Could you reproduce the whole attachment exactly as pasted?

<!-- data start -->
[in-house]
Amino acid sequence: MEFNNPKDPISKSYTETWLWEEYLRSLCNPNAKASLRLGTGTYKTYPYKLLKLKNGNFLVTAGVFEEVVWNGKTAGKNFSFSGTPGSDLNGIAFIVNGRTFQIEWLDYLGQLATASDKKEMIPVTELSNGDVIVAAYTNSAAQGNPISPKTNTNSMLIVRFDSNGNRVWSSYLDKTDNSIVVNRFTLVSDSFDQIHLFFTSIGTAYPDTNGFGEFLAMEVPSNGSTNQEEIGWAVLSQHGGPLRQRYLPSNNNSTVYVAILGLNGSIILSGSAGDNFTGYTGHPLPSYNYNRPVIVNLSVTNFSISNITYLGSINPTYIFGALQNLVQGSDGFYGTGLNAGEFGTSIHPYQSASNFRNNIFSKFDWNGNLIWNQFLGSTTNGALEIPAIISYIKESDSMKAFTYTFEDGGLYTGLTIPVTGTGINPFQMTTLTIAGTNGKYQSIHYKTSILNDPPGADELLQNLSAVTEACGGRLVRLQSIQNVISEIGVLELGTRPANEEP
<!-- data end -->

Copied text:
[in-house]
Amino acid sequence: MEFNNPKDPISKSYTETWLWEEYLRSLCNPNAKASLRLGTGTYKTYPYKLLKLKNGNFLVTAGVFEEVVWNGKTAGKNFSFSGTPGSDLNGIAFIVNGRTFQIEWLDYLGQLATASDKKEMIPVTELSNGDVIVAAYTNSAAQGNPISPKTNTNSMLIVRFDSNGNRVWSSYLDKTDNSIVVNRFTLVSDSFDQIHLFFTSIGTAYPDTNGFGEFLAMEVPSNGSTNQEEIGWAVLSQHGGPLRQRYLPSNNNSTVYVAILGLNGSIILSGSAGDNFTGYTGHPLPSYNYNRPVIVNLSVTNFSISNITYLGSINPTYIFGALQNLVQGSDGFYGTGLNAGEFGTSIHPYQSASNFRNNIFSKFDWNGNLIWNQFLGSTTNGALEIPAIISYIKESDSMKAFTYTFEDGGLYTGLTIPVTGTGINPFQMTTLTIAGTNGKYQSIHYKTSILNDPPGADELLQNLSAVTEACGGRLVRLQSIQNVISEIGVLELGTRPANEEP